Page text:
When viewed through this lens, the real challenges to a process to verify emissions reductions lie at national and local, not international level. One of the great hopes of a carbon trading market was that it would allow emerging economies to acquire funding to support them in low-carbon growth.
By developing projects which generate carbon credits that can be sold to developed countries, so the argument went, countries in Africa, small island states and others could simultaneously grow their economies and be environmentally sound.
This means therefore that the success of the global carbon trading market will depend to a considerable degree on the political economy of some of the world’s more challenging locations. There are four key issues that will require detailed, country-by country, location-by-location analysis to address:
The unfortunate reality is that many of the developing economies in which carbon credit programmes will be developed have chronic problems with corruption. A hard-hitting report by the Environmental Defense Fund (EDF) in 2017 found widespread corruption relating to Brazil’s claims for carbon credits for dam construction projects on the Amazon.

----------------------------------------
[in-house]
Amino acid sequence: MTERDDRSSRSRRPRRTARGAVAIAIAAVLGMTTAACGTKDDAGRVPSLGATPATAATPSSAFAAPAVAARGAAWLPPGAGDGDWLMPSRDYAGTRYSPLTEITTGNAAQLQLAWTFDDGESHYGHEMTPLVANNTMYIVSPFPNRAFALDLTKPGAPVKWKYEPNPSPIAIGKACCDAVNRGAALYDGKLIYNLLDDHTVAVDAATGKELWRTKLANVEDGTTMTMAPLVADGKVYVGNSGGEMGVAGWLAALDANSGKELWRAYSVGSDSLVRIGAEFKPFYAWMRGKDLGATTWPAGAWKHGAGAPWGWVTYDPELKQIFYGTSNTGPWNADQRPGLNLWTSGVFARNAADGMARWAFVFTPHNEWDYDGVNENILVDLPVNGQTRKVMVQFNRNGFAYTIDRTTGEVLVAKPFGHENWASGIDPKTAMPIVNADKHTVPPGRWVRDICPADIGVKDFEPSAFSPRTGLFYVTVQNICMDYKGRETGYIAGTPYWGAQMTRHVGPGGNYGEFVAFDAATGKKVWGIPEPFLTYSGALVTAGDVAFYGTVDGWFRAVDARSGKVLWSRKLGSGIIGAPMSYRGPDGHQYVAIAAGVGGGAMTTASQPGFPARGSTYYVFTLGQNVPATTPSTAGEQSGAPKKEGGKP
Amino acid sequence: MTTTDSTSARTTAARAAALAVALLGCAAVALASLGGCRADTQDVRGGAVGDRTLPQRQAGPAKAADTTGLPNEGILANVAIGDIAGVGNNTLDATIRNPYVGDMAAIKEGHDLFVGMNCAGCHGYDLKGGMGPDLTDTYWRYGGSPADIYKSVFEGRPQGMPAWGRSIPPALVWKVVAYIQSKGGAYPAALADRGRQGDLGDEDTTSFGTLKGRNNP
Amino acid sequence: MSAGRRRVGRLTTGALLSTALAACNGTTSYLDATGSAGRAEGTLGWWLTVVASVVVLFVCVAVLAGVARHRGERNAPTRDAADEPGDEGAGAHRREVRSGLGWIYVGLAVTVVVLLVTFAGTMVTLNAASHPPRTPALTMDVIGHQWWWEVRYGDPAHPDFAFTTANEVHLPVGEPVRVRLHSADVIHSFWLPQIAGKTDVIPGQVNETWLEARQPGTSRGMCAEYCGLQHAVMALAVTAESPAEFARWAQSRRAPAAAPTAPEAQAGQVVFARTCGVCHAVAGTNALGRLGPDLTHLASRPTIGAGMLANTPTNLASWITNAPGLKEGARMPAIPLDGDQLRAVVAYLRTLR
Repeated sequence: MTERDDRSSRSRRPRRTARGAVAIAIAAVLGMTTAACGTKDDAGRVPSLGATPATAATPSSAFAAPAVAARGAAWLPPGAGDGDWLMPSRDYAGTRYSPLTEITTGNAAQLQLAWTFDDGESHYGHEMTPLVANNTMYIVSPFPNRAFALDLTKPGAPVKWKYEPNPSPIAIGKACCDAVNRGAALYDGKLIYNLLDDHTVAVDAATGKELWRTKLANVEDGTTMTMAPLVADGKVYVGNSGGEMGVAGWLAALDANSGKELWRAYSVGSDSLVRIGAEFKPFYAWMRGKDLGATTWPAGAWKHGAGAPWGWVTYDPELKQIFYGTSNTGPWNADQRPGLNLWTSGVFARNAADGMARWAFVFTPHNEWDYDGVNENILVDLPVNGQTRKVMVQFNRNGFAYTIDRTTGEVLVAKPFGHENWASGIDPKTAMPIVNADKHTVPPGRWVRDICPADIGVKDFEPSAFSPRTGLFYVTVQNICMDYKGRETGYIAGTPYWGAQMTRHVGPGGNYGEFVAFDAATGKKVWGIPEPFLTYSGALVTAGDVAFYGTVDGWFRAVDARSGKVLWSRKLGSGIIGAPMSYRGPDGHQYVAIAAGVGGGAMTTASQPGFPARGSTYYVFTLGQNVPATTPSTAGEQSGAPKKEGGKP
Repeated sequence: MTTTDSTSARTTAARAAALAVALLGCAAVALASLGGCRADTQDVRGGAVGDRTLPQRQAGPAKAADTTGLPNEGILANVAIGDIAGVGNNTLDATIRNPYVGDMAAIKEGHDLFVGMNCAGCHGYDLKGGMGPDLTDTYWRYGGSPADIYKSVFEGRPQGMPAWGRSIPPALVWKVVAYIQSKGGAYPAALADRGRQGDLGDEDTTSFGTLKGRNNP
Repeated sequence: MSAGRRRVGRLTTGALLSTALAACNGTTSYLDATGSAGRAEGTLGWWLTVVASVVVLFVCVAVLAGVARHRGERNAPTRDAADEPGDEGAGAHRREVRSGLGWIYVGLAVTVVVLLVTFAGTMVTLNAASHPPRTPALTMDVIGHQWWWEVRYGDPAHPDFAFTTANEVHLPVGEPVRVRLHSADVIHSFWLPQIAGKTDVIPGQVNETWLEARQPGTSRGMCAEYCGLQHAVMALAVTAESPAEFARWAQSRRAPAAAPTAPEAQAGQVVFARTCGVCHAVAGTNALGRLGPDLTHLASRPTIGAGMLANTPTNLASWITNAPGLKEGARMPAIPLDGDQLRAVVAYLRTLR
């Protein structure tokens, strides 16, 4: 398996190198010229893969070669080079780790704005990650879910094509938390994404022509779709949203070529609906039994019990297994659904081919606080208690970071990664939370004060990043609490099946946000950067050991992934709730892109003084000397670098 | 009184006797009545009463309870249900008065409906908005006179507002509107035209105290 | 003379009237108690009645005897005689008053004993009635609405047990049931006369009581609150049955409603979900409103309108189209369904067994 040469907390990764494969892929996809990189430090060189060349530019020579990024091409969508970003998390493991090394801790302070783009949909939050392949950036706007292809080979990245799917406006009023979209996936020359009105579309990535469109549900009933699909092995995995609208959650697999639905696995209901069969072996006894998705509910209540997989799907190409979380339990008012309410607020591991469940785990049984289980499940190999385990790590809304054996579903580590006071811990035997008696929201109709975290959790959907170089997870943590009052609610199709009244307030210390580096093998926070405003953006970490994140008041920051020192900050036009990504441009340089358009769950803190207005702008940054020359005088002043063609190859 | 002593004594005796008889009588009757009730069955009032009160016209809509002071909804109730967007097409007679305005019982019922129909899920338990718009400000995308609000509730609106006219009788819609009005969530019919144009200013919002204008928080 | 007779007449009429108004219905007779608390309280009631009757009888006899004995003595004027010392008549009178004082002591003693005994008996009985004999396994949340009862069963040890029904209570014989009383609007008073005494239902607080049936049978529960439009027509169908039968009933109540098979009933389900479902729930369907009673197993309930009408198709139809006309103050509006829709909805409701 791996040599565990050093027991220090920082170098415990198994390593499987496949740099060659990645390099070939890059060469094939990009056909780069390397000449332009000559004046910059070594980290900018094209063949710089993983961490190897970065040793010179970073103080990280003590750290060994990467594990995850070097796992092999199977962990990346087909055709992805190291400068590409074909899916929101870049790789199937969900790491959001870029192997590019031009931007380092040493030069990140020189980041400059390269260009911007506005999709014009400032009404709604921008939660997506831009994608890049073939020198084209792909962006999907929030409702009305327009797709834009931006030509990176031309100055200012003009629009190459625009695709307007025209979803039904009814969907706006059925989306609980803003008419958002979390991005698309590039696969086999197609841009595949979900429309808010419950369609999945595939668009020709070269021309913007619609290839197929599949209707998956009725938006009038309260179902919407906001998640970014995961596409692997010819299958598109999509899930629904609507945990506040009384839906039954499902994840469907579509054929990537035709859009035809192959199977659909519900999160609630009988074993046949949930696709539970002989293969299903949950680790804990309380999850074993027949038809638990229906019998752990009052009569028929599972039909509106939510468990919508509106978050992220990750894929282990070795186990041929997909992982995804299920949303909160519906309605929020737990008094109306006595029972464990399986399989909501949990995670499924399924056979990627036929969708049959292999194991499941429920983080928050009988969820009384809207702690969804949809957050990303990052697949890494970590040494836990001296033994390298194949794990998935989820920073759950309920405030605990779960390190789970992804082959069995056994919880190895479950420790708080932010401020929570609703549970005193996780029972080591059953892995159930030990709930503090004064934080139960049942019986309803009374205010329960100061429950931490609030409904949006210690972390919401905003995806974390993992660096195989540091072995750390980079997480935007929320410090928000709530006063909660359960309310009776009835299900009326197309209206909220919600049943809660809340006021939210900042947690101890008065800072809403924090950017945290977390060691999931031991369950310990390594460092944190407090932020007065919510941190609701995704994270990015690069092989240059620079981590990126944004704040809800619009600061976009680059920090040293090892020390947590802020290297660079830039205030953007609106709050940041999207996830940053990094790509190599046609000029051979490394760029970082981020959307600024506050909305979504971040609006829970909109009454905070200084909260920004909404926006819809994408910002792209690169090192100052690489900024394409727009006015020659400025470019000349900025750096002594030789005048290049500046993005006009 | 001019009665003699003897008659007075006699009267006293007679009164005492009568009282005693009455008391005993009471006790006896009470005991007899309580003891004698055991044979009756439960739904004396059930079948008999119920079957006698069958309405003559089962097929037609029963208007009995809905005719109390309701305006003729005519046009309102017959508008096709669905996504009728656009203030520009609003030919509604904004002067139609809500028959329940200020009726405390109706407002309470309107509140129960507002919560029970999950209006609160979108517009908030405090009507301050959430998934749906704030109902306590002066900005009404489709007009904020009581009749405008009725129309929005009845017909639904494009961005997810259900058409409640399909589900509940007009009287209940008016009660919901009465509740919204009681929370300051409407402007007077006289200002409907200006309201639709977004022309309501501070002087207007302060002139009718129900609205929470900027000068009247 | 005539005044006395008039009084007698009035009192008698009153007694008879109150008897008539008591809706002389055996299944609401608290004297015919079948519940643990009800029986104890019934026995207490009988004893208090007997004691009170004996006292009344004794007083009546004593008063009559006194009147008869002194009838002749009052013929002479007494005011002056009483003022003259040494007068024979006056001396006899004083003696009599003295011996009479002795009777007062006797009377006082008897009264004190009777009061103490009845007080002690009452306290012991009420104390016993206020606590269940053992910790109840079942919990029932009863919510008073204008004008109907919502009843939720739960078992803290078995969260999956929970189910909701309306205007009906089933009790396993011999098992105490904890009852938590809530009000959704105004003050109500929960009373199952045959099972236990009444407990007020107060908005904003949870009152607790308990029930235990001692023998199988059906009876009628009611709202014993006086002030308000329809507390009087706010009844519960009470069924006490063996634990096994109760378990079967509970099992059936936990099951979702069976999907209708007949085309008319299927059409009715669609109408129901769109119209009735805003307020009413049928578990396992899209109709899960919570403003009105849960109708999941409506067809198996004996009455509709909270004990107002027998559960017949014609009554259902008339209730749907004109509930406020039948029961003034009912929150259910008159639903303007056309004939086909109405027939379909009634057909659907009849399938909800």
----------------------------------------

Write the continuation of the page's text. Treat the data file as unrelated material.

In the view of the EDF, the situation raises ‘fundamental questions about the future of the CDM’ (Clean Development Mechanism – the structure created at Kyoto to promote clean development in developing economies so that carbon credits can be created). To be robust, the carbon market needs to understand, in each country, how corruption may compromise the genuineness of the carbon benefits claimed.
Even if corruption can be avoided, many developing economies lack government capacity to be able to operate effectively. They frequently struggle even to provide public goods like healthcare and education, much less develop projects to generate carbon credits.
Private actors may bring efficiency to project development but will nevertheless be hindered by poor regulatory environments and inefficient government systems.
COP therefore needs to be able to evaluate whether projects seeking carbon credits will be developed as planned and managed as required.